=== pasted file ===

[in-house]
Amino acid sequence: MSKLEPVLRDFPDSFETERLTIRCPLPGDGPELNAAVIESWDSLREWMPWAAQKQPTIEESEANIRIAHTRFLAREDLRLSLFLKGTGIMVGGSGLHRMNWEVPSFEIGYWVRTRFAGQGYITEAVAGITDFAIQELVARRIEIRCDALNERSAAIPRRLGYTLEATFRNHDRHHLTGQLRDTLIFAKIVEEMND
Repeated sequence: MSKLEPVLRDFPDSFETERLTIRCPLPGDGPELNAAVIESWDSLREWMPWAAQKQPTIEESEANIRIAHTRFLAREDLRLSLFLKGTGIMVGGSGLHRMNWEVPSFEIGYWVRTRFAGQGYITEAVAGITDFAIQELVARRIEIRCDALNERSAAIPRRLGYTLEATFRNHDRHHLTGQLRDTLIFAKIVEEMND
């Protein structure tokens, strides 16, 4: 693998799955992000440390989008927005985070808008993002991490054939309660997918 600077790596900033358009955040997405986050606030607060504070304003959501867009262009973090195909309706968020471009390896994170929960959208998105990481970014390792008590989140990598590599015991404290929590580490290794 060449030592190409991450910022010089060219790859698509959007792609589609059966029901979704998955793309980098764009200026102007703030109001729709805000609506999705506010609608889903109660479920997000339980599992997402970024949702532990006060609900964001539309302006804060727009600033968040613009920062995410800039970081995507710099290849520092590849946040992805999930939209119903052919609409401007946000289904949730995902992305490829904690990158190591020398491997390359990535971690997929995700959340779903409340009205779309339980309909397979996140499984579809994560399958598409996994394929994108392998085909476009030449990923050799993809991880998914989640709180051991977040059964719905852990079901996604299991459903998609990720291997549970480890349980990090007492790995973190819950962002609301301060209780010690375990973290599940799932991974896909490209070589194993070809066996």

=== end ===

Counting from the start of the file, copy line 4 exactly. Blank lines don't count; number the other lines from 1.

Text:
């Protein structure tokens, strides 16, 4: 693998799955992000440390989008927005985070808008993002991490054939309660997918 600077790596900033358009955040997405986050606030607060504070304003959501867009262009973090195909309706968020471009390896994170929960959208998105990481970014390792008590989140990598590599015991404290929590580490290794 060449030592190409991450910022010089060219790859698509959007792609589609059966029901979704998955793309980098764009200026102007703030109001729709805000609506999705506010609608889903109660479920997000339980599992997402970024949702532990006060609900964001539309302006804060727009600033968040613009920062995410800039970081995507710099290849520092590849946040992805999930939209119903052919609409401007946000289904949730995902992305490829904690990158190591020398491997390359990535971690997929995700959340779903409340009205779309339980309909397979996140499984579809994560399958598409996994394929994108392998085909476009030449990923050799993809991880998914989640709180051991977040059964719905852990079901996604299991459903998609990720291997549970480890349980990090007492790995973190819950962002609301301060209780010690375990973290599940799932991974896909490209070589194993070809066996």